Flash memory technology developer Violin Memory on Thursday said it is restructuring to focus on the flash storage market, a move that could result in job cuts and a sale of its PCIe flash memory card business.
The restructuring comes in the wake of Violin Memory's lackluster IPO last September as well as the appointment earlier this month of a new CEO to replace Don Basile, who was fired in December.
Violin Memory's board has authorized a review of "strategic alternatives" for the PCIe flash memory card business as a way to better focus on "markets where Violin has proven technology leadership and significant growth opportunities," the company said in a statement.
That review, and any follow-up action, is expected to be finished during the first quarter, Violin Memory said. "Strategic alternatives" is often a euphemism for sale of all or part of a company.
If Violin Memory does exit the PCIe business, it should have little or no impact on channel partners, said Keith Norbie, director of server, virtualization and storage for the Eastern U.S. for Technology Integration Group (TIG), a San Diego-based solution provider and Violin Memory partner.
"The way Violin goes to market is not dependent on bus technology for flash," Norbie said. "Their technology is more tied to networked flash storage in the high-end tier."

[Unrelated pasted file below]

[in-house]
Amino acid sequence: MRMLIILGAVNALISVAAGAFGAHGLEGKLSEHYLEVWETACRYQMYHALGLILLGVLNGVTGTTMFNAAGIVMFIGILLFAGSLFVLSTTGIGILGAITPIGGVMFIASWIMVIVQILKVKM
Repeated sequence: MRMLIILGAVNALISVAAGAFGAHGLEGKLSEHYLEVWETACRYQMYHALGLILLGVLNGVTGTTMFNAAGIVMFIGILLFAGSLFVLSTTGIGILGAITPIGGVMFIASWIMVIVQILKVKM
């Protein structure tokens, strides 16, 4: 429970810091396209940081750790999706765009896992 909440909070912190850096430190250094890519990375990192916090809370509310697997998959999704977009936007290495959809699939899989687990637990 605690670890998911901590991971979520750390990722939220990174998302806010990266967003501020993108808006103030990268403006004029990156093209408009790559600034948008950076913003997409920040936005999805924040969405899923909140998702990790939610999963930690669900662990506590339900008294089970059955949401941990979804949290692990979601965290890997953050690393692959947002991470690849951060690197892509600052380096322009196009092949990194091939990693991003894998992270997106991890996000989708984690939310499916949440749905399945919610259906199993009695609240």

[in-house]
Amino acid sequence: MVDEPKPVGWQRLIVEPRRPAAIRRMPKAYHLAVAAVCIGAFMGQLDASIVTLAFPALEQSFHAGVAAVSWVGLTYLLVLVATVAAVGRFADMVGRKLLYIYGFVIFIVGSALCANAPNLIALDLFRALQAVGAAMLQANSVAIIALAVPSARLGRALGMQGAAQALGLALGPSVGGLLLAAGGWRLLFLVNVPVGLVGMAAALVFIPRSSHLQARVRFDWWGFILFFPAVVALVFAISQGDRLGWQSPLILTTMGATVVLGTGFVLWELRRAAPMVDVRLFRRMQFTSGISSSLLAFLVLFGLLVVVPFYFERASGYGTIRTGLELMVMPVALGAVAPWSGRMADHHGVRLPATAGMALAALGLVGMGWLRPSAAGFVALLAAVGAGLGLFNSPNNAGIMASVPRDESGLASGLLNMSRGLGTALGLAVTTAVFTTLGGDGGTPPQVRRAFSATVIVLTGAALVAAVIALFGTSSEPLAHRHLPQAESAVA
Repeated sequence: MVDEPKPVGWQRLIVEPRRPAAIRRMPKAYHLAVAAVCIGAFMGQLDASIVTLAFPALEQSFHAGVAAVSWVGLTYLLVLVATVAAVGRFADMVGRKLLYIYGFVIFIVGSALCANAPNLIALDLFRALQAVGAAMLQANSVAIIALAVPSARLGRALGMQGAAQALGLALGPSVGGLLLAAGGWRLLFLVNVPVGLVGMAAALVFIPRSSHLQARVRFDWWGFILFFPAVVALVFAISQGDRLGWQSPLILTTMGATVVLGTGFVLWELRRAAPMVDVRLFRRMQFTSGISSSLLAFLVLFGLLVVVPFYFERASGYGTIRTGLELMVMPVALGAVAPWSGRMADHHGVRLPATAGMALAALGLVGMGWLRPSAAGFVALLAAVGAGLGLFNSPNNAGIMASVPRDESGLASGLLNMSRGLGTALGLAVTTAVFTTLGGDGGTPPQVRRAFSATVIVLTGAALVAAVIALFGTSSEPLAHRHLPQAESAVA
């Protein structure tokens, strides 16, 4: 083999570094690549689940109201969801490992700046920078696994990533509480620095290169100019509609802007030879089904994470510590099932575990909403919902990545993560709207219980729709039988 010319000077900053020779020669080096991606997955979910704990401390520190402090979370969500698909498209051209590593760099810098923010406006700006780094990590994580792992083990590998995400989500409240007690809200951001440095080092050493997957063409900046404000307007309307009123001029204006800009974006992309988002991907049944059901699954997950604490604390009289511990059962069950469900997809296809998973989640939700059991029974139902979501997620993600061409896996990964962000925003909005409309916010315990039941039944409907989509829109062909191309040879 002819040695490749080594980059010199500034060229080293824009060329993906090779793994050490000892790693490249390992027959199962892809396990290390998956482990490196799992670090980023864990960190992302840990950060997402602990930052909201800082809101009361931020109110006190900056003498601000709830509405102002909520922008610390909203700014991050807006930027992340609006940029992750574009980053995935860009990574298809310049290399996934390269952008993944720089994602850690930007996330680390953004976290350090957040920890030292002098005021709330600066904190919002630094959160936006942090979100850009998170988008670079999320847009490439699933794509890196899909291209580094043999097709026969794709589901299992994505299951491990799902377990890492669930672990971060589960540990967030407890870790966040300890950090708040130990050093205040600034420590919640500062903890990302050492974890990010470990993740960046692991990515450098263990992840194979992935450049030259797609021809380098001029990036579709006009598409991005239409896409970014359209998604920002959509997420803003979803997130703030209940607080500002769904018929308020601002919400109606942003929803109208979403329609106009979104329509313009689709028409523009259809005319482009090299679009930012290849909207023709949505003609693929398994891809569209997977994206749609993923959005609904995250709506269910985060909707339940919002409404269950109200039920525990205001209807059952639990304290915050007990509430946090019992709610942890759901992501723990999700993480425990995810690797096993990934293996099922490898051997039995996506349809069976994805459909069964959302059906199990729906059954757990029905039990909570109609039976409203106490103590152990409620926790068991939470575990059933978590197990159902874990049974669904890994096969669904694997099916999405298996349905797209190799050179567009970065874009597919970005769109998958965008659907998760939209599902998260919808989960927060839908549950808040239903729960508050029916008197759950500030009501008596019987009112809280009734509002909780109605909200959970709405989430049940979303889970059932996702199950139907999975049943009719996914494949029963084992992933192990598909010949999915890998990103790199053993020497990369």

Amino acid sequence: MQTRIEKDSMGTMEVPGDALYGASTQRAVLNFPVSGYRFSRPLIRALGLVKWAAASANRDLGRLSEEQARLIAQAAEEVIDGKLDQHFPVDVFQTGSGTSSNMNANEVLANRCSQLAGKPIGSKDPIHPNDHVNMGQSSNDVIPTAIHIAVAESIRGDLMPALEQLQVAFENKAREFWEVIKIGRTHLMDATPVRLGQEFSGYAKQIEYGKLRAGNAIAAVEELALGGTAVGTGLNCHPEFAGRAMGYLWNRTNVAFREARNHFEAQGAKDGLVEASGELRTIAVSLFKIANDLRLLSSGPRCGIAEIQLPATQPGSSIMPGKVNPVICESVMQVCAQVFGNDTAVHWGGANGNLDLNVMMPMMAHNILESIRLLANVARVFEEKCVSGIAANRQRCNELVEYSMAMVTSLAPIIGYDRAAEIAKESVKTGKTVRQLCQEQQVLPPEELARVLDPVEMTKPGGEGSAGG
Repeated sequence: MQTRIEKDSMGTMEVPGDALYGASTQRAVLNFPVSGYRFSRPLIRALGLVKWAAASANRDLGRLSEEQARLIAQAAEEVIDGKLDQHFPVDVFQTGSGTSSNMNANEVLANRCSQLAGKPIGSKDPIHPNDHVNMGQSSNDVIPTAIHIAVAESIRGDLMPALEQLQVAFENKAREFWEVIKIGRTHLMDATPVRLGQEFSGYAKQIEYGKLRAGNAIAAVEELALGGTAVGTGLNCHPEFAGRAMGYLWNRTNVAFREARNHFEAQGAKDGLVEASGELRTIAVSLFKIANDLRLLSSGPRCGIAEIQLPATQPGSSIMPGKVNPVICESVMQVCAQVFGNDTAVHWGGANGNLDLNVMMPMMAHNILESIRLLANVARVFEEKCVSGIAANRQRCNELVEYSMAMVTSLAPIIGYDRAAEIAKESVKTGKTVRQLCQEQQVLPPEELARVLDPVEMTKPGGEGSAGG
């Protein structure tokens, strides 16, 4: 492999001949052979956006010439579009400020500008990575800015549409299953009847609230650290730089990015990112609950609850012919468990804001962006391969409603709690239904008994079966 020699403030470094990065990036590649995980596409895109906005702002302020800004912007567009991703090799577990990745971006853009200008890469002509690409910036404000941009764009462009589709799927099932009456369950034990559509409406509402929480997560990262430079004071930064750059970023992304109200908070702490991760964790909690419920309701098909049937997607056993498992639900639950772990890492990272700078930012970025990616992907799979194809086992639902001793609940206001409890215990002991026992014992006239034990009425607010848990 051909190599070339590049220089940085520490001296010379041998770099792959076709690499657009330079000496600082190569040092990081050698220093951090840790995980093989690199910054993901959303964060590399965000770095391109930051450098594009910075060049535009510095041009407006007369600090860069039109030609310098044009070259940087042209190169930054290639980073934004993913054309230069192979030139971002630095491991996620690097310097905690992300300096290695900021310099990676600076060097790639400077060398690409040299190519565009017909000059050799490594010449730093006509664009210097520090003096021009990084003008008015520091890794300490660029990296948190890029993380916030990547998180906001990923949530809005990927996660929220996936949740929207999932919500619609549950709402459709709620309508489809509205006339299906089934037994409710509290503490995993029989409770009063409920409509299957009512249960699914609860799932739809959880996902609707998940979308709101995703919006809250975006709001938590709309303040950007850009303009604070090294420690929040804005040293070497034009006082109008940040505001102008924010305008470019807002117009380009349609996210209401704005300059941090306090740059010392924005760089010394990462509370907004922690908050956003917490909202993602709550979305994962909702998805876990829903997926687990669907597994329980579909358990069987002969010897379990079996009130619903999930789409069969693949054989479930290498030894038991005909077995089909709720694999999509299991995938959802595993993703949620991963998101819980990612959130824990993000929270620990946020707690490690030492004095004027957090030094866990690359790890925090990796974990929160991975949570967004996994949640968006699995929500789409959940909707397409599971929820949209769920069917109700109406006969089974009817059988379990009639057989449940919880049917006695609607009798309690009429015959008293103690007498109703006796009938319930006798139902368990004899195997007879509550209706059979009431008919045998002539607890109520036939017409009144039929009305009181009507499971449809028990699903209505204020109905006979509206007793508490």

Norbie doesn't believe the market would react negatively if Violin Memory exits the PCIe flash acceleration card business.
"It's more about the actual solutions to do flash storage, not the form factor," he said. "Whether the flash is on PCIe or not is not important. We've found that regardless of where customers have implemented Violin, it's had a hyper impact on their performance."
Violin Memory currently offers three primary flash storage hardware lines, including a flash storage memory array; a memory appliance based on Violin's January, 2013 GridIron acquisition for memory-based application acceleration, tiering, migration, and data protection services; and server-based PCIe flash memory application acceleration cards.
Along with possibly exiting the PCIe flash technology business, Violin Memory said it is in the process of laying off about 100 employees, a move that will leave it with a headcount of about 380 people, down from the 483 employees it had on Oct. 31.
The workforce reduction and change in product strategy come just a few weeks after Violin Memory on February 3 said Kevin DeNuccio took over the CEO position.
Violin Memory declined to comment further on the news.